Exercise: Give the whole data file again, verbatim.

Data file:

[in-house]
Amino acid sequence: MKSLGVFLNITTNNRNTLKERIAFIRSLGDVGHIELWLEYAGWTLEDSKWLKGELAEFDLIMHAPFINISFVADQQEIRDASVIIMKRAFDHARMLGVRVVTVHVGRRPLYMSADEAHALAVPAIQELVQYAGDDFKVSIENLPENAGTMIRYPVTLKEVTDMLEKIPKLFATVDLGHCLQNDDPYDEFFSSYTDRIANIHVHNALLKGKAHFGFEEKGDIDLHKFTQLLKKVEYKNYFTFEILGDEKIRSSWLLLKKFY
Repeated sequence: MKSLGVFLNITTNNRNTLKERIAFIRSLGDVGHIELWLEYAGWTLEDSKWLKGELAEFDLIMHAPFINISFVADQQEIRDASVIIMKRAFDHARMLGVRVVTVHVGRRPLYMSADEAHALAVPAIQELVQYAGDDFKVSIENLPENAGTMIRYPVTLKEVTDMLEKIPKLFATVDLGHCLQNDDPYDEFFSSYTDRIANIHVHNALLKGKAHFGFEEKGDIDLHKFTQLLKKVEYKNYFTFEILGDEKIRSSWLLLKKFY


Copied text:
[in-house]
Amino acid sequence: MKSLGVFLNITTNNRNTLKERIAFIRSLGDVGHIELWLEYAGWTLEDSKWLKGELAEFDLIMHAPFINISFVADQQEIRDASVIIMKRAFDHARMLGVRVVTVHVGRRPLYMSADEAHALAVPAIQELVQYAGDDFKVSIENLPENAGTMIRYPVTLKEVTDMLEKIPKLFATVDLGHCLQNDDPYDEFFSSYTDRIANIHVHNALLKGKAHFGFEEKGDIDLHKFTQLLKKVEYKNYFTFEILGDEKIRSSWLLLKKFY
Repeated sequence: MKSLGVFLNITTNNRNTLKERIAFIRSLGDVGHIELWLEYAGWTLEDSKWLKGELAEFDLIMHAPFINISFVADQQEIRDASVIIMKRAFDHARMLGVRVVTVHVGRRPLYMSADEAHALAVPAIQELVQYAGDDFKVSIENLPENAGTMIRYPVTLKEVTDMLEKIPKLFATVDLGHCLQNDDPYDEFFSSYTDRIANIHVHNALLKGKAHFGFEEKGDIDLHKFTQLLKKVEYKNYFTFEILGDEKIRSSWLLLKKFY